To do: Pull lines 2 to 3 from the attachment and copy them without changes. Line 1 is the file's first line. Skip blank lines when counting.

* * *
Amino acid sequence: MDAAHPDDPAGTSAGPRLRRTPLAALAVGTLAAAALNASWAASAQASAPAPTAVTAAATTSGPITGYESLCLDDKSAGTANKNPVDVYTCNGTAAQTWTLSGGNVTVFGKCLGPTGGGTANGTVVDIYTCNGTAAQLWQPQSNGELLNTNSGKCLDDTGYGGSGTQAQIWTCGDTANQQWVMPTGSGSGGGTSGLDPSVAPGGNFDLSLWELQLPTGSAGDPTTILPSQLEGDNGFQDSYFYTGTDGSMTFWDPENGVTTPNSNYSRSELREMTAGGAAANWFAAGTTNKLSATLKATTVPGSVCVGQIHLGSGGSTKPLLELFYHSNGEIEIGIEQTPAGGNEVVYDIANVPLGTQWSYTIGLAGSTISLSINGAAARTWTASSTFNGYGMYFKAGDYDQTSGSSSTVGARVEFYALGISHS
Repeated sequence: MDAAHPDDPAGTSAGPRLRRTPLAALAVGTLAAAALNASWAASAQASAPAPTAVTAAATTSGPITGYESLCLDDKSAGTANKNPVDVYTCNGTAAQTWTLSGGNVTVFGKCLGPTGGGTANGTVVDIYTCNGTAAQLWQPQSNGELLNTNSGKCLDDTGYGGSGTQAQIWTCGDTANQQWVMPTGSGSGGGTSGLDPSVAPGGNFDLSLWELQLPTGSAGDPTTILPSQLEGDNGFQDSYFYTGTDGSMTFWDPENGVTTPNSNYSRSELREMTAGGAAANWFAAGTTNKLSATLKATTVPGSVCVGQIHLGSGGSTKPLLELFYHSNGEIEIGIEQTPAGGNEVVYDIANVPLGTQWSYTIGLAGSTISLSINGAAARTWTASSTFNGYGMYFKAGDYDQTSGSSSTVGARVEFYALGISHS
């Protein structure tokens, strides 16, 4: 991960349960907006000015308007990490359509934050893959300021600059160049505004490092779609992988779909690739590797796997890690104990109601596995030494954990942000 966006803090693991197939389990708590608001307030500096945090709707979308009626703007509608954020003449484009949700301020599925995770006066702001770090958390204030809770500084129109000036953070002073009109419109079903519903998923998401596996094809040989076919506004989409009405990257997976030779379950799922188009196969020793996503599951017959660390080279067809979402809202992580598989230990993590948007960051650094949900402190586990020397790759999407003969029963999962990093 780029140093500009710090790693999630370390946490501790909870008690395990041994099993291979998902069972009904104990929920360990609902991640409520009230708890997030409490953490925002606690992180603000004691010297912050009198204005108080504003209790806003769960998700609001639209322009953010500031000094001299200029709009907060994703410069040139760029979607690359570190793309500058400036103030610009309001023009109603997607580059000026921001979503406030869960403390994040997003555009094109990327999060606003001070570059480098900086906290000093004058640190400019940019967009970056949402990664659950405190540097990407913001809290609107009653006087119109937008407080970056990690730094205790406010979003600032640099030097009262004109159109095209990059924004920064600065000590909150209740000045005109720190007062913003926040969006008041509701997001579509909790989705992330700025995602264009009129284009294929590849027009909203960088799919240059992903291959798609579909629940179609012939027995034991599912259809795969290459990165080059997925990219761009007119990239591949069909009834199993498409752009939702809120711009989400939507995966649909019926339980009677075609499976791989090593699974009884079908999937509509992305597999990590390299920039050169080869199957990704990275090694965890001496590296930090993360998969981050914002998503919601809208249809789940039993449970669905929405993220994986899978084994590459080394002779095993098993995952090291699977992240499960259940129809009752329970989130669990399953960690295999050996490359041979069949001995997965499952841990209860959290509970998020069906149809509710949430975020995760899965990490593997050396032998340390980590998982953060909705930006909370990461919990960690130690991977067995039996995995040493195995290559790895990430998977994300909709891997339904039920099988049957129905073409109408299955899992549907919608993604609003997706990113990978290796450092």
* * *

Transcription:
Repeated sequence: MDAAHPDDPAGTSAGPRLRRTPLAALAVGTLAAAALNASWAASAQASAPAPTAVTAAATTSGPITGYESLCLDDKSAGTANKNPVDVYTCNGTAAQTWTLSGGNVTVFGKCLGPTGGGTANGTVVDIYTCNGTAAQLWQPQSNGELLNTNSGKCLDDTGYGGSGTQAQIWTCGDTANQQWVMPTGSGSGGGTSGLDPSVAPGGNFDLSLWELQLPTGSAGDPTTILPSQLEGDNGFQDSYFYTGTDGSMTFWDPENGVTTPNSNYSRSELREMTAGGAAANWFAAGTTNKLSATLKATTVPGSVCVGQIHLGSGGSTKPLLELFYHSNGEIEIGIEQTPAGGNEVVYDIANVPLGTQWSYTIGLAGSTISLSINGAAARTWTASSTFNGYGMYFKAGDYDQTSGSSSTVGARVEFYALGISHS
């Protein structure tokens, strides 16, 4: 991960349960907006000015308007990490359509934050893959300021600059160049505004490092779609992988779909690739590797796997890690104990109601596995030494954990942000 966006803090693991197939389990708590608001307030500096945090709707979308009626703007509608954020003449484009949700301020599925995770006066702001770090958390204030809770500084129109000036953070002073009109419109079903519903998923998401596996094809040989076919506004989409009405990257997976030779379950799922188009196969020793996503599951017959660390080279067809979402809202992580598989230990993590948007960051650094949900402190586990020397790759999407003969029963999962990093 780029140093500009710090790693999630370390946490501790909870008690395990041994099993291979998902069972009904104990929920360990609902991640409520009230708890997030409490953490925002606690992180603000004691010297912050009198204005108080504003209790806003769960998700609001639209322009953010500031000094001299200029709009907060994703410069040139760029979607690359570190793309500058400036103030610009309001023009109603997607580059000026921001979503406030869960403390994040997003555009094109990327999060606003001070570059480098900086906290000093004058640190400019940019967009970056949402990664659950405190540097990407913001809290609107009653006087119109937008407080970056990690730094205790406010979003600032640099030097009262004109159109095209990059924004920064600065000590909150209740000045005109720190007062913003926040969006008041509701997001579509909790989705992330700025995602264009009129284009294929590849027009909203960088799919240059992903291959798609579909629940179609012939027995034991599912259809795969290459990165080059997925990219761009007119990239591949069909009834199993498409752009939702809120711009989400939507995966649909019926339980009677075609499976791989090593699974009884079908999937509509992305597999990590390299920039050169080869199957990704990275090694965890001496590296930090993360998969981050914002998503919601809208249809789940039993449970669905929405993220994986899978084994590459080394002779095993098993995952090291699977992240499960259940129809009752329970989130669990399953960690295999050996490359041979069949001995997965499952841990209860959290509970998020069906149809509710949430975020995760899965990490593997050396032998340390980590998982953060909705930006909370990461919990960690130690991977067995039996995995040493195995290559790895990430998977994300909709891997339904039920099988049957129905073409109408299955899992549907919608993604609003997706990113990978290796450092």